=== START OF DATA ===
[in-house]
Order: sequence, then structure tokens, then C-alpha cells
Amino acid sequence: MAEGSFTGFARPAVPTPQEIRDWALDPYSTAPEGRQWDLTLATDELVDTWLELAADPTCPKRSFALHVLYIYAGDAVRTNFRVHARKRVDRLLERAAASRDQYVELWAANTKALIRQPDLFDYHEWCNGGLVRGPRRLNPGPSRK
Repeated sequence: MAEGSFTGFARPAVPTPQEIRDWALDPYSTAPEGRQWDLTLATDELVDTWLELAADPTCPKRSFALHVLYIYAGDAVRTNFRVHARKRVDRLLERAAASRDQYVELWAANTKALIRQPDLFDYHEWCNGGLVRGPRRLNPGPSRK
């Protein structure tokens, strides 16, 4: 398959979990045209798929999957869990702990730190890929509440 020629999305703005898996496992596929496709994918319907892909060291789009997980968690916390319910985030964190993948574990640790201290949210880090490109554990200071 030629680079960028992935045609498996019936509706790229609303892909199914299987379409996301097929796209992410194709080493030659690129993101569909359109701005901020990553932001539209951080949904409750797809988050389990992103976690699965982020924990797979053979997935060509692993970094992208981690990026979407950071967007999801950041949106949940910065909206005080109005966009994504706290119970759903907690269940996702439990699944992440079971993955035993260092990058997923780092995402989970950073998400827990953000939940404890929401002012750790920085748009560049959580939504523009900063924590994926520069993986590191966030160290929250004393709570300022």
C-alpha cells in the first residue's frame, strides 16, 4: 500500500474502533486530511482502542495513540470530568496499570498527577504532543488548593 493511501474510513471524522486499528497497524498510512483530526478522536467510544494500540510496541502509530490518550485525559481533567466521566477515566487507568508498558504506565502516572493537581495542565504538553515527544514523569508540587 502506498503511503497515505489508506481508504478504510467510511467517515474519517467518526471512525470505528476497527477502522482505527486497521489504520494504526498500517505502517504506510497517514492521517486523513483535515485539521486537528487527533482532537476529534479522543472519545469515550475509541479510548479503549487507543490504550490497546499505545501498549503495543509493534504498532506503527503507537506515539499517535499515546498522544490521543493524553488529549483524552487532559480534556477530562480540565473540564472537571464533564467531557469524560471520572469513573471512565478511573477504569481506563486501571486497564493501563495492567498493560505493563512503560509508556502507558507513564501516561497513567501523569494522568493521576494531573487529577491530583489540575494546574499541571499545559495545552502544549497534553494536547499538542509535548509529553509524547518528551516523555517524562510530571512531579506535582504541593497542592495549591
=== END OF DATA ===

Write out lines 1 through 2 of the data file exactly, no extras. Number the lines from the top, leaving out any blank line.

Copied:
[in-house]
Order: sequence, then structure tokens, then C-alpha cells